Some Thoughts On Caring For Your Employees
Our busy season is fast approaching and most of you who are Estes Park business owners are evaluating your employee situations. If you are in touch with your employee’s needs, you know that they cannot begin to live in Estes on the salary you pay them. Most employees, if lucky, make seven-10 dollars an hour. If given full time work, which is seldom, that means a take home of $780-$1120 a month. Most rent is that much or more.
A business owner may see six applicants who all need work so they hire them all part time. What do they get? Six employees who are all still hungry and six employees who either live with the other five to survive or drive two hours a day or more to get here to work four hours a day for you. You end up with six employees who are not happy and who, if they like to eat, will probably leave your business in the hopes of finding more hours or more money. Fat chance. Business owners have expenses that the average worker never sees. High rent, high utilities and high taxes all add up and what is left over is delegated to employee wages.
Business owners will spend money on advertising before they give that hungry employee a lousy 50 cent raise. Yet a good business owner knows that happy workers are good workers and that good workers make for a good business.
There is a simple way we can at least start to address the problem. It takes some concentrated thinking about employee schedules. It means giving your employees a regular working schedule. It means thinking about your workers as a valuable part of your business instead of a temporary piece of overhead much like the plastic bags in which your customers toss their purchases. Given a regular schedule these people can take on a second maybe even a third job and maybe, just maybe, make enough money to live here. I’ve even run into situations where employers expect their workers to be “on call” without pay. And you really expect these people to show up for work with a smile on their faces?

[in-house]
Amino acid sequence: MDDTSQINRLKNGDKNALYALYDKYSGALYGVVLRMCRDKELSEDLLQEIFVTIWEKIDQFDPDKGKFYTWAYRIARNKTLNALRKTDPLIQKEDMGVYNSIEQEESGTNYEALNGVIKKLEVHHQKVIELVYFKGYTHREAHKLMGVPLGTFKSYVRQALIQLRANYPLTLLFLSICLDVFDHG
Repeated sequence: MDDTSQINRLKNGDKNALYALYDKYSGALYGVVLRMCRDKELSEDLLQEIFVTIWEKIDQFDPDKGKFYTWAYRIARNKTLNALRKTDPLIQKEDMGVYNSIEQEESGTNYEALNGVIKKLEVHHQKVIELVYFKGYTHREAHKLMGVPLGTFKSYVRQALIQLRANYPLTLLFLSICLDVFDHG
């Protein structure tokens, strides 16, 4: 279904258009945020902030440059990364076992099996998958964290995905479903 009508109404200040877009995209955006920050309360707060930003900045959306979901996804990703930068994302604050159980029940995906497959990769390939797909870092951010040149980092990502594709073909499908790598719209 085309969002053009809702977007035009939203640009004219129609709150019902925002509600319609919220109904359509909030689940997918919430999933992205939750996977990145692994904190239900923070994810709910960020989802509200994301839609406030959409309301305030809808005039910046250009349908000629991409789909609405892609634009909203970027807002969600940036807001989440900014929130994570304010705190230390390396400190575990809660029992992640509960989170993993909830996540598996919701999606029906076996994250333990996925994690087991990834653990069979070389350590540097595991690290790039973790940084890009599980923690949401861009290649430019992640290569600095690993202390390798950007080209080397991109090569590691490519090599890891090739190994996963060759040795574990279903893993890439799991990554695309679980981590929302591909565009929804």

Yes, I am a business owner. My workers all have other jobs but luckily, for them, I can adjust my schedule to accommodate them and I try to give them upcoming time frames. Yet they almost never have the same days off each week nor are they aware of what these will even be until that day arrives. Can’t business owners with regular hours prepare regular work schedules? Irregular job scheduling isn’t always easy for me but I do it for a reason. I do it for the workers who like to eat and put a roof over their heads. And you know what? Even though my little efforts aren’t enough to solve the larger problem I am rewarded with employees who show up for work with smiles on their faces. At least they know I care.
Carol J. Shannon